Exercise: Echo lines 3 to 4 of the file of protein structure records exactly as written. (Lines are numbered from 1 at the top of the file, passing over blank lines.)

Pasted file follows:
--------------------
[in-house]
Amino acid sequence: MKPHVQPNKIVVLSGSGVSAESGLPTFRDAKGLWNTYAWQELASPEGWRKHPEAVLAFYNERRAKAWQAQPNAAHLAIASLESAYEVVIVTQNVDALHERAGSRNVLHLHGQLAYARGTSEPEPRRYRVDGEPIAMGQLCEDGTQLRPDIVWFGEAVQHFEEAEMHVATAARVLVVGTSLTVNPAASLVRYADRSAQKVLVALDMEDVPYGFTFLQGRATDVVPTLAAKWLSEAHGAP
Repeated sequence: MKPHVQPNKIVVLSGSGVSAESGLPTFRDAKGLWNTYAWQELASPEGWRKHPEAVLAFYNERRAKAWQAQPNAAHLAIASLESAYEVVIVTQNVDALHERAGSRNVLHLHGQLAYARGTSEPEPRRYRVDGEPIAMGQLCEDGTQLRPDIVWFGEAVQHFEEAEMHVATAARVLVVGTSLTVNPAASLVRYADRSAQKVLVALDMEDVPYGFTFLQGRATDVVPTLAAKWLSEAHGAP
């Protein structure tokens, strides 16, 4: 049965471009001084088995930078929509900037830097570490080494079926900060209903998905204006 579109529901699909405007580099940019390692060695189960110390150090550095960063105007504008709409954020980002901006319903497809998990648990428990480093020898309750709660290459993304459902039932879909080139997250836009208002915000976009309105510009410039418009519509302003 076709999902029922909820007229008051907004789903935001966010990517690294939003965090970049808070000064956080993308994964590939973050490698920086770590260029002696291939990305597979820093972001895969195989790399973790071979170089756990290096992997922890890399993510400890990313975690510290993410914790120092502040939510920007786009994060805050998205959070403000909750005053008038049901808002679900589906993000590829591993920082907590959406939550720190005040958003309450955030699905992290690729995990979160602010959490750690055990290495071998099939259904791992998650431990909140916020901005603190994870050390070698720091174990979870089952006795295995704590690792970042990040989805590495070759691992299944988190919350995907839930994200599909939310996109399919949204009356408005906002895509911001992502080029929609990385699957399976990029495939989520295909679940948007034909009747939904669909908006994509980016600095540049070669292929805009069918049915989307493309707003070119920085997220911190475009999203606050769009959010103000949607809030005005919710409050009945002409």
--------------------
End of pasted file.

Repeated sequence: MKPHVQPNKIVVLSGSGVSAESGLPTFRDAKGLWNTYAWQELASPEGWRKHPEAVLAFYNERRAKAWQAQPNAAHLAIASLESAYEVVIVTQNVDALHERAGSRNVLHLHGQLAYARGTSEPEPRRYRVDGEPIAMGQLCEDGTQLRPDIVWFGEAVQHFEEAEMHVATAARVLVVGTSLTVNPAASLVRYADRSAQKVLVALDMEDVPYGFTFLQGRATDVVPTLAAKWLSEAHGAP
């Protein structure tokens, strides 16, 4: 049965471009001084088995930078929509900037830097570490080494079926900060209903998905204006 579109529901699909405007580099940019390692060695189960110390150090550095960063105007504008709409954020980002901006319903497809998990648990428990480093020898309750709660290459993304459902039932879909080139997250836009208002915000976009309105510009410039418009519509302003 076709999902029922909820007229008051907004789903935001966010990517690294939003965090970049808070000064956080993308994964590939973050490698920086770590260029002696291939990305597979820093972001895969195989790399973790071979170089756990290096992997922890890399993510400890990313975690510290993410914790120092502040939510920007786009994060805050998205959070403000909750005053008038049901808002679900589906993000590829591993920082907590959406939550720190005040958003309450955030699905992290690729995990979160602010959490750690055990290495071998099939259904791992998650431990909140916020901005603190994870050390070698720091174990979870089952006795295995704590690792970042990040989805590495070759691992299944988190919350995907839930994200599909939310996109399919949204009356408005906002895509911001992502080029929609990385699957399976990029495939989520295909679940948007034909009747939904669909908006994509980016600095540049070669292929805009069918049915989307493309707003070119920085997220911190475009999203606050769009959010103000949607809030005005919710409050009945002409």